1. I think the fact that Vail sold millions of epic passes has something to do with it. all the while reducing terrain staff and ski patrol. what do you expect. Then you have more inexperience skiers form the east coast, like myself traveling out west more to unfamiliar terrain. And just the ever increasing stupidity/selfishness of the average person in general. I’m only reading this article because I suffered my first collision with someone the other day at snowbird and it was a skier traversing completely perpendicular to the fall line and hit me. People make mistakes though and it was somewhat of a freak accident. we were both going about 30 mph but you would think a skier traversing a wide open slope would be looking uphill for other riders and would be able to avoid slamming into me

  2. As a stoner snowboarder who enjoys music and IPA’s. I kind of agree with you. I mainly hit the vape and don’t drink on the slopes. I’ve never caused an accident though. Some peoples attitudes just suck and they just don’t care if they hit someone. and I’ve stopped the earbuds a long time ago. One just so I’m not so anti-social on the lift, and because I can’t hear if other riders are near me. even though it feels so awesome to listen to some Hendrix while shredding. The big issue i see with what you are saying is that you are a novice skier, and you are taking your two small children on blues and blacks. Nothing wrong with you wanting to ride there, its just our expectations from it. You have people that drop ever extra dollar they have to go shred those blacks a few days year. That have the actual skills to ride it. Being a novice, on intermediate and EXPERT slopes is not a safe way to ski or ride.

  3. I completely disagree. Had my very first collision two days ago and it was the skiers fault. People not paying attention cause accidents. Doesn’t matter so much what you are riding. Skiers and snowboarders have shared slops for 30+ years now. Both cause accidents. and actually Skiers hit snowboarders more than snowboarders. They typically are capable of achieving higher speeds. and skiers can yard sale all their equipment and have it come flying at you. Snowboard usually stay on the rider. Skiers are more likely to suffer a fatal crash. So really it’s skier’s that are putting snowboarders at risk. I had a skier ruin the last two days of my vacation this week. We were at Snowbird which is know for steep runs and cliffs that people are often coming down. I was pointing it off a small rock drop in fresh pow and was picking up speed down the fall line, and a skier twice my size, came out of nowhere not paying attention ,was traversing completely perpendicular to the fall line (roughly the same speed as me at 30mph)clips the back of me( I ran over the front of his skis) so he should have been able to see me I was well in front of him and sent me into a tomahawk. It could have killed one us both, it was not pretty. really sprained my left wrist bad though and had to go home, and not ride the next day, and wont be able to work as hard at work until it heals. I think intoxicated people are a bigger problem (mainly drunk people)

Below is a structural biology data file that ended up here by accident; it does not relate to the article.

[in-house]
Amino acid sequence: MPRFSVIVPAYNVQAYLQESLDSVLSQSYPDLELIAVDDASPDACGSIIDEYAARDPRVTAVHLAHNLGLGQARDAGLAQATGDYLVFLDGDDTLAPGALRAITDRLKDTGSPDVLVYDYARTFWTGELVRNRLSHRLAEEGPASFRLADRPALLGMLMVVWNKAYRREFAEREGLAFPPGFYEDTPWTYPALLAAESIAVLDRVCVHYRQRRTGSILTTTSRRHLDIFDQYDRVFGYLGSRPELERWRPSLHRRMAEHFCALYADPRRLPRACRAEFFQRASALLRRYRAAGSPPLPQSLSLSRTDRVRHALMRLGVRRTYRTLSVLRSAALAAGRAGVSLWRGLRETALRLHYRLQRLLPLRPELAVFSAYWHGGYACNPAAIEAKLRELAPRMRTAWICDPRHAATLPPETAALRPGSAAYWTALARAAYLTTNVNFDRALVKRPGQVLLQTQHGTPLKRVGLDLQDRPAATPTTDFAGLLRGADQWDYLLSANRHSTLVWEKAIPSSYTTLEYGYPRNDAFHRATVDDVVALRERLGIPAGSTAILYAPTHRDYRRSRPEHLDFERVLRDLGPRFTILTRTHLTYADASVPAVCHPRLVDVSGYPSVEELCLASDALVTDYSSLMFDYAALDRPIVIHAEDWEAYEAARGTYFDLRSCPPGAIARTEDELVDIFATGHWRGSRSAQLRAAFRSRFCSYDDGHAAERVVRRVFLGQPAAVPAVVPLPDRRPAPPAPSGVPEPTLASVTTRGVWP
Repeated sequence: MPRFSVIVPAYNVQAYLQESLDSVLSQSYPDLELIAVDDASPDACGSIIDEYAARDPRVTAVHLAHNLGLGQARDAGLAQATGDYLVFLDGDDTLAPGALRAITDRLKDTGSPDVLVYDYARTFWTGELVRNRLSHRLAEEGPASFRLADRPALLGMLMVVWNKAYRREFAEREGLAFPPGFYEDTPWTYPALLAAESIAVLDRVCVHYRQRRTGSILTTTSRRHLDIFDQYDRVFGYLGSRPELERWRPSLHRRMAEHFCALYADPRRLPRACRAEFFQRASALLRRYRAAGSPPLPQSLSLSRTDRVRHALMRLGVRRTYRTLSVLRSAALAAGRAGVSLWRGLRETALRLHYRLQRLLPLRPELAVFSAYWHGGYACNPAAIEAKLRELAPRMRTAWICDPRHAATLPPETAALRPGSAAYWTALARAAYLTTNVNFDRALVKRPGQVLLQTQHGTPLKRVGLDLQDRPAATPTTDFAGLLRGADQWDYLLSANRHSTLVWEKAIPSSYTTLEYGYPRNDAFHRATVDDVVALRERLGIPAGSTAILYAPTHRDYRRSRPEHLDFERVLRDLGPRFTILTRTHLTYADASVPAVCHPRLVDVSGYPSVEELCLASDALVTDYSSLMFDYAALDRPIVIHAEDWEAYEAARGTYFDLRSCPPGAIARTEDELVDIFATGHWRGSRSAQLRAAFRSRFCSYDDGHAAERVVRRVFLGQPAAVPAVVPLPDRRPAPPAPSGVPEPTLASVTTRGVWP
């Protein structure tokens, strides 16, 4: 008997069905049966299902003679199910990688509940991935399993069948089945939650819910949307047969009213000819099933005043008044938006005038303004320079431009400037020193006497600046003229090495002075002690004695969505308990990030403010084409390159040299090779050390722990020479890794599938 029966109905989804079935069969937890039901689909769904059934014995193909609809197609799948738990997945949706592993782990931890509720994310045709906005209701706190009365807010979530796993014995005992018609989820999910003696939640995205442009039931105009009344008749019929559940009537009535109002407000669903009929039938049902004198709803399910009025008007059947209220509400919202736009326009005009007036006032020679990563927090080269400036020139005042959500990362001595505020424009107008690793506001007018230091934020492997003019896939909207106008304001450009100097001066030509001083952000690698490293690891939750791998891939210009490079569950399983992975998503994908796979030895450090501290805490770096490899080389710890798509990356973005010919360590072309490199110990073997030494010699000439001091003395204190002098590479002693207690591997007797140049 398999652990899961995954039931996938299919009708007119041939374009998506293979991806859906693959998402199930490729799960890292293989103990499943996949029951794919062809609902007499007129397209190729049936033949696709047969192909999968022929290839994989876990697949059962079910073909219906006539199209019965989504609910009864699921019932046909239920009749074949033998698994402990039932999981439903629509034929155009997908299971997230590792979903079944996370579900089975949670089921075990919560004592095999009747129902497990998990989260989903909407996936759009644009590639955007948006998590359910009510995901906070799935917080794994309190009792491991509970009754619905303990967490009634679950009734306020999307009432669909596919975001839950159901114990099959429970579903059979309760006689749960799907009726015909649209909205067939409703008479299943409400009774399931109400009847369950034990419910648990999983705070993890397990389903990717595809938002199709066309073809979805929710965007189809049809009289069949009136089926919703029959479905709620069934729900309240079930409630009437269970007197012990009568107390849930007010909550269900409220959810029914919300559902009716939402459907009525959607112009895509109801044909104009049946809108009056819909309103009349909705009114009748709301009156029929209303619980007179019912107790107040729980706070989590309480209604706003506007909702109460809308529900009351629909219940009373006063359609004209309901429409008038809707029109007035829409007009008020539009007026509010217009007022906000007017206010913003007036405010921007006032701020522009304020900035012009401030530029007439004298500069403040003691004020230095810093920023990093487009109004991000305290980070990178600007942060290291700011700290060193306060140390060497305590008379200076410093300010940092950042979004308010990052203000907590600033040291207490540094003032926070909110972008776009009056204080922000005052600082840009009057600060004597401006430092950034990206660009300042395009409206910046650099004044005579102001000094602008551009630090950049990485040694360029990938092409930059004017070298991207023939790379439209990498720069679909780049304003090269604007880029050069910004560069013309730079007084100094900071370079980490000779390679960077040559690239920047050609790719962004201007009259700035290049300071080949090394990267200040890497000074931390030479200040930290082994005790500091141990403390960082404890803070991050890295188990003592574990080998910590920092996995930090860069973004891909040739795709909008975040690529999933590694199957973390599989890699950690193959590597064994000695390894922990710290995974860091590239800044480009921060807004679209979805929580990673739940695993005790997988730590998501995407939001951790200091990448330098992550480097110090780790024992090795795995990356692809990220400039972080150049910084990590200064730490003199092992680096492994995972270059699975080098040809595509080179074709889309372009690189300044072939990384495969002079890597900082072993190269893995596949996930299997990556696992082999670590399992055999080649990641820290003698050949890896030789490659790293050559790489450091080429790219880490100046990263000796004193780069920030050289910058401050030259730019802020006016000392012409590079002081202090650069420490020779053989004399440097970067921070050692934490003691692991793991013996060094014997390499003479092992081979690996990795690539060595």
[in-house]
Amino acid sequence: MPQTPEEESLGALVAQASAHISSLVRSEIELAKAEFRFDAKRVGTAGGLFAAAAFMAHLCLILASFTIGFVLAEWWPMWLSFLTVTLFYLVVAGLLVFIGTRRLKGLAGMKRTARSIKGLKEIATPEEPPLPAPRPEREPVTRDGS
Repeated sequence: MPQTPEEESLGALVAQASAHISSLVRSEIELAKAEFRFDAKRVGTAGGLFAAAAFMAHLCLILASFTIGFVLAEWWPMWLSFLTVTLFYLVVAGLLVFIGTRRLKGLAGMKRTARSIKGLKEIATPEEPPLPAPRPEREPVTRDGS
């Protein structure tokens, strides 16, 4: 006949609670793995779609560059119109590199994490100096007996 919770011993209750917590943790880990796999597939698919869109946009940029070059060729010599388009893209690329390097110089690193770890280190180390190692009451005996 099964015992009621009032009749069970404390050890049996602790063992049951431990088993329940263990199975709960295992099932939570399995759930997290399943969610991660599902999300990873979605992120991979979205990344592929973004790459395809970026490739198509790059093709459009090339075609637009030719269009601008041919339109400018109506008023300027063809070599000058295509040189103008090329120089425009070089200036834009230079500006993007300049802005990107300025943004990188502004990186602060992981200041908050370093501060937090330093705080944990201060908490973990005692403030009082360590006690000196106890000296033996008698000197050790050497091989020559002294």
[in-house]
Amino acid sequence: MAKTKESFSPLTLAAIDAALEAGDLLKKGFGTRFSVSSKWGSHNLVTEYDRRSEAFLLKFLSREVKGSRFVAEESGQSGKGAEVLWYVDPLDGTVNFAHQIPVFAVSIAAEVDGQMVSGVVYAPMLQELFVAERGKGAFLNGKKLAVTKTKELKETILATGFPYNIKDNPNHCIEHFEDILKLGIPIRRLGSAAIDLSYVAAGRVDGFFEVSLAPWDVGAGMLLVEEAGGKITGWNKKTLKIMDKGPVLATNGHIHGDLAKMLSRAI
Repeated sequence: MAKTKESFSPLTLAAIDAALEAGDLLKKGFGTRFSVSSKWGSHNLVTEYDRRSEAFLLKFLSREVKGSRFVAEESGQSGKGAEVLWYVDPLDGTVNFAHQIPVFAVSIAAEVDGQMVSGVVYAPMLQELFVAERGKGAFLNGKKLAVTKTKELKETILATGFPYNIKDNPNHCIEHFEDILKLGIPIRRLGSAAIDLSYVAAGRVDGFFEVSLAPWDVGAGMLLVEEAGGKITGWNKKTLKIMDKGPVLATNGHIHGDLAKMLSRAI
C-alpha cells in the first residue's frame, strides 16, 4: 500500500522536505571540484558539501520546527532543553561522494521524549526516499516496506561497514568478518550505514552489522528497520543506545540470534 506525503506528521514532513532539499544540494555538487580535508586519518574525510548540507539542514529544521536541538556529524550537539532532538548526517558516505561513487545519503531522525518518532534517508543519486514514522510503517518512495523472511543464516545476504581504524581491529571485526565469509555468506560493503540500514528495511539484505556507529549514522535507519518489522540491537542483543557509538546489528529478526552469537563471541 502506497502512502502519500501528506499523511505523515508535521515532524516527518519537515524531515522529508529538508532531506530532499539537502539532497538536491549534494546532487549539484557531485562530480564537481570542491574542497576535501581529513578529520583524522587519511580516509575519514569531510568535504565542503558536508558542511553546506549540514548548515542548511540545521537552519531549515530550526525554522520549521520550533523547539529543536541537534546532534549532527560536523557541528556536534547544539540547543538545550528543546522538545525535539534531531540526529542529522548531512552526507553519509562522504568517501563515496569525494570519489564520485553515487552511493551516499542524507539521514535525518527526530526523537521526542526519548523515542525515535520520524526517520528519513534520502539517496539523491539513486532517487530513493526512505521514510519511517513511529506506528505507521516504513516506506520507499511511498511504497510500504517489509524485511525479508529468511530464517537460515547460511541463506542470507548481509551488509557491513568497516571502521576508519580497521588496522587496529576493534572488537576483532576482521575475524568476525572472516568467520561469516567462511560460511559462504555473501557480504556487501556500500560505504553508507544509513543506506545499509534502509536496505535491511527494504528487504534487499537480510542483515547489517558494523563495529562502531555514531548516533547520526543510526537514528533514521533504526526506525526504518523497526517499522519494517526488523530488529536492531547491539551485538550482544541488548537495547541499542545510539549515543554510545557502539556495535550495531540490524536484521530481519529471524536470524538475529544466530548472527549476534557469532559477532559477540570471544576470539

4. I’m a 50 year old novice skier with two small kids (10 and 7) we live in a ski town and we all like to go for it. when I ski with my kids down popular blues and blue blacks some behaviors really worry me. In particular I see a lot of snow boarders chugging a strong IPA on the lift, then hitting a weed vape at the top before taking off with earbuds in. I realize I now sound like an old kill joy – but this is really dangerous. Shit faced with no ability to hear the people around you is not a safe way to ski or slide.

  5. Putting skiers and snowboarders together on the same runs was never a good idea. Snowboarders have a totally different field of view and collisions are inevitable. As a skier, I have been hit twice by snowboarders.

  6. at the resorts in PA I’ve observed what looks like an increase in marijuana and alcohol use / intoxicated skiing – is that playing a factor in any of these accidents?

  7. Stuff ain’t marked well at some places. I was lucky enough to do a 3 month ski resort tour last winter & this winter (yes I am an Ikon pass holder). I skied 14 resorts last year and I am on my 8th this year. And, at some places, stuff ain’t marked real well. There are great disclaimer signs saying “danger, unmarked obstacles, etc”. But then there’s just a super slender bamboo pole marking the obstacle. Hell, I believe a lot of stuff isn’t marked at all.

  8. So what you are saying is the ski clothing industry is making clothing that helps in killing us? Sounds like a good lawsuit, American style.

  9. Resort owners have cut back on the number of employees and the hours that they work.

    That means less snow making, less grooming, less patrolling, and less safety.

    Resort owners have made skiing more dangerous to increase their profits.